The food industry plays close attention to consumer desires, and created clean labels to make it easier for shoppers to identify healthier items. Food package design also plays a surprisingly significant role in shopper awareness. Recent research shows simple labels are perceived as “less processed.”
The consumer advocate Marion Nestle notes in her book, ‘What to Eat’, “You cast your vote for your choice of food environment every time you put something in your shopping cart or order off a menu. If enough people vote with you, changes will happen.” If shoppers see clean labels as a sign of better nutrition, and continue to buy these products, their purchasing actions will keep healthier foods on the shelf.
It is in consumer’s interest to keep the momentum going. After all, Walmart’s clean label initiative promises large-scale implications for the American diet. The chain plans to open new grocery stores in USDA designated food deserts (low-income neighborhoods with little access to healthy fare; see related story “Food Deserts: Scarcity in the Lands of Plenty”). Walmart is also working directly with manufacturers to improve many packaged foods by removing excessive salt, sugar and calories, and will be allowing other brands to use the “Great For You” seal if they meet its stringent requirements. What’s more, as manufacturers rework their food formulations and consequently their nutrition labels, they will likely serve up the same improvements to other stores and their customers. The ripple effect will invariably extend beyond Walmart’s aisles.
Health advocates recognize and support clean labels as a stepping stone to better diets. “Those two moves by Walmart ultimately should save thousands of lives each year that might otherwise be lost to heart disease or stroke,” said Michael F. Jacobsen, the co-founder of The Center for Science in the Public Interest
But Linda Lee, an educator and Walmart shopper in Libertyville, Illinois, says, “If Walmart really wants to make a change, they should put all of the junk food in one aisle, and fill the rest of the grocery section with healthier choices like fresh, locally-grown produce, hormone-free meats, and bulk whole grains.” And, New York Time’s Tom Laskawy wonders if Walmart, the nation’s most influential retailer, really needs “five years to enact a 10 percent reduction in added sugar in its products?”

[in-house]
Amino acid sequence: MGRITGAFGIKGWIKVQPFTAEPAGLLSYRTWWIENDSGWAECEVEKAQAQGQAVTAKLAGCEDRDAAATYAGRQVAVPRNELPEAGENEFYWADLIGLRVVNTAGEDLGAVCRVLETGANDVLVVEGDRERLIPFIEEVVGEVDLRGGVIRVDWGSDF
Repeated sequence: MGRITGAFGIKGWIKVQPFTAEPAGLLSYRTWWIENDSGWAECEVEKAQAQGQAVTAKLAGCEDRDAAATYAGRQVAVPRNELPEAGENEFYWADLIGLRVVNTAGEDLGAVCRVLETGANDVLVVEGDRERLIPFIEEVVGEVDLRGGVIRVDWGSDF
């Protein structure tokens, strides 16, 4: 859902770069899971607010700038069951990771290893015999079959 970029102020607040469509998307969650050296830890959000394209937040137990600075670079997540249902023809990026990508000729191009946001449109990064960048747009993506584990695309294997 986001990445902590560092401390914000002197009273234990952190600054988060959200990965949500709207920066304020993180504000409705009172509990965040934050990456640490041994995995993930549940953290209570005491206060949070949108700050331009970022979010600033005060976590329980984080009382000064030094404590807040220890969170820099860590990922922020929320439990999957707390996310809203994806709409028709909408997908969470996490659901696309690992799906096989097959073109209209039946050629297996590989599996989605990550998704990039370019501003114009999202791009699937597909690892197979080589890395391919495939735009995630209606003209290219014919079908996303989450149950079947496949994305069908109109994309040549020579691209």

Even if buyers prefer honest, transparent labeling, they may not always make healthy choices. In 2008, New York required larger restaurant chains to include calorie information on their menus. Not surprisingly, fewer calories per meal were consumed at McDonalds and KFC, subsequently. However, at Subway, which positions itself as the healthier option, average caloric intake actually went up almost 20%. People seemed to believe it was okay to consume excessive amounts of a healthier food, overlooking the fact that cumulatively calories were still adding up. Even so, readily available information is better than no information at all.
Whatever shoppers crave, the marketplace will eventually deliver. The clean label trend sprouted because shoppers called for more nutritious groceries. If clean labeling has arrived at Walmart, halal products on mainstream grocery shelves can’t be far behind. The caveat? Halal consumers must continue to ask for these products and vote with their dollars (see related story “Halal – Is it Here Yet?”).
As author Marion Nestle says, “The choices you make about food are as much about the kind of world you want to live in as they are about what to have for dinner. Food choices are about your future and that of your children.”
About the Writer: Linda Gardner Phillips is a writer and the Director of Public Relations for Deerpath Farm, a conservation community north of Chicago. She also blogs for Enjoy Illinois, the official blog of the Illinois Office of Tourism.